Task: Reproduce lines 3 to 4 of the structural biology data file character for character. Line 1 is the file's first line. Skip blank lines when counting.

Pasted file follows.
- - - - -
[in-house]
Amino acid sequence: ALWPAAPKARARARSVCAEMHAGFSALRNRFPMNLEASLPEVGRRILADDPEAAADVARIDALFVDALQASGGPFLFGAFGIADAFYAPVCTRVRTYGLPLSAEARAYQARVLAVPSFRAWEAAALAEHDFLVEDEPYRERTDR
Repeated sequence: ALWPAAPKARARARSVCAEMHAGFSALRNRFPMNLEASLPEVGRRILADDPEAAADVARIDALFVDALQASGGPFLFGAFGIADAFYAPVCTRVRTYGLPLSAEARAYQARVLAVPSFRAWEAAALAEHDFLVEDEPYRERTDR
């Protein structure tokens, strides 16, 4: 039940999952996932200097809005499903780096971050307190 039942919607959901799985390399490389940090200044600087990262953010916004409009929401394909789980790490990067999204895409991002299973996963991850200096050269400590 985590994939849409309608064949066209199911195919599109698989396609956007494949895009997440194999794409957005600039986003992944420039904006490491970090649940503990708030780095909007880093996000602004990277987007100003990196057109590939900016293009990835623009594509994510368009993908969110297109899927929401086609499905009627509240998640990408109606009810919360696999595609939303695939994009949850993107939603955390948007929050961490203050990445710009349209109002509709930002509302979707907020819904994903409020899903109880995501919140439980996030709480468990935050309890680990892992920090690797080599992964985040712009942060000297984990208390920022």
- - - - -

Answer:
Repeated sequence: ALWPAAPKARARARSVCAEMHAGFSALRNRFPMNLEASLPEVGRRILADDPEAAADVARIDALFVDALQASGGPFLFGAFGIADAFYAPVCTRVRTYGLPLSAEARAYQARVLAVPSFRAWEAAALAEHDFLVEDEPYRERTDR
């Protein structure tokens, strides 16, 4: 039940999952996932200097809005499903780096971050307190 039942919607959901799985390399490389940090200044600087990262953010916004409009929401394909789980790490990067999204895409991002299973996963991850200096050269400590 985590994939849409309608064949066209199911195919599109698989396609956007494949895009997440194999794409957005600039986003992944420039904006490491970090649940503990708030780095909007880093996000602004990277987007100003990196057109590939900016293009990835623009594509994510368009993908969110297109899927929401086609499905009627509240998640990408109606009810919360696999595609939303695939994009949850993107939603955390948007929050961490203050990445710009349209109002509709930002509302979707907020819904994903409020899903109880995501919140439980996030709480468990935050309890680990892992920090690797080599992964985040712009942060000297984990208390920022």